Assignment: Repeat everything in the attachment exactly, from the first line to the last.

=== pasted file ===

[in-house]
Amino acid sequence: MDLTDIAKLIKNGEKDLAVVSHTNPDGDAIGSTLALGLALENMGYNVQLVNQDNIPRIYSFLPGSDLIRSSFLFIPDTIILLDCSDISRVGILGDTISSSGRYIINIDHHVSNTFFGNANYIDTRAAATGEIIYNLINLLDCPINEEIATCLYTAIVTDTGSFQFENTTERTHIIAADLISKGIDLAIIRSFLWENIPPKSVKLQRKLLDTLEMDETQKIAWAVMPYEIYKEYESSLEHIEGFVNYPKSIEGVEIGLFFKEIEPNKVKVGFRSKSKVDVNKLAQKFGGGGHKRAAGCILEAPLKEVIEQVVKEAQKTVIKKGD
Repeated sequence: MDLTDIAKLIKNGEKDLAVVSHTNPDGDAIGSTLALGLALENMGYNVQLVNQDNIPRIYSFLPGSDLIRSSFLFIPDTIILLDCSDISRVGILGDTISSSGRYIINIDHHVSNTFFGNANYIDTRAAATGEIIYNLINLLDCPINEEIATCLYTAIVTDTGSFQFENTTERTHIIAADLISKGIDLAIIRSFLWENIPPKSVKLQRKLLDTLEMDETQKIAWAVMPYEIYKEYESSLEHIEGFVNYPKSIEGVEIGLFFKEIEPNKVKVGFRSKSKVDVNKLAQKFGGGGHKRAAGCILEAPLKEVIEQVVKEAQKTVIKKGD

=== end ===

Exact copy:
[in-house]
Amino acid sequence: MDLTDIAKLIKNGEKDLAVVSHTNPDGDAIGSTLALGLALENMGYNVQLVNQDNIPRIYSFLPGSDLIRSSFLFIPDTIILLDCSDISRVGILGDTISSSGRYIINIDHHVSNTFFGNANYIDTRAAATGEIIYNLINLLDCPINEEIATCLYTAIVTDTGSFQFENTTERTHIIAADLISKGIDLAIIRSFLWENIPPKSVKLQRKLLDTLEMDETQKIAWAVMPYEIYKEYESSLEHIEGFVNYPKSIEGVEIGLFFKEIEPNKVKVGFRSKSKVDVNKLAQKFGGGGHKRAAGCILEAPLKEVIEQVVKEAQKTVIKKGD
Repeated sequence: MDLTDIAKLIKNGEKDLAVVSHTNPDGDAIGSTLALGLALENMGYNVQLVNQDNIPRIYSFLPGSDLIRSSFLFIPDTIILLDCSDISRVGILGDTISSSGRYIINIDHHVSNTFFGNANYIDTRAAATGEIIYNLINLLDCPINEEIATCLYTAIVTDTGSFQFENTTERTHIIAADLISKGIDLAIIRSFLWENIPPKSVKLQRKLLDTLEMDETQKIAWAVMPYEIYKEYESSLEHIEGFVNYPKSIEGVEIGLFFKEIEPNKVKVGFRSKSKVDVNKLAQKFGGGGHKRAAGCILEAPLKEVIEQVVKEAQKTVIKKGD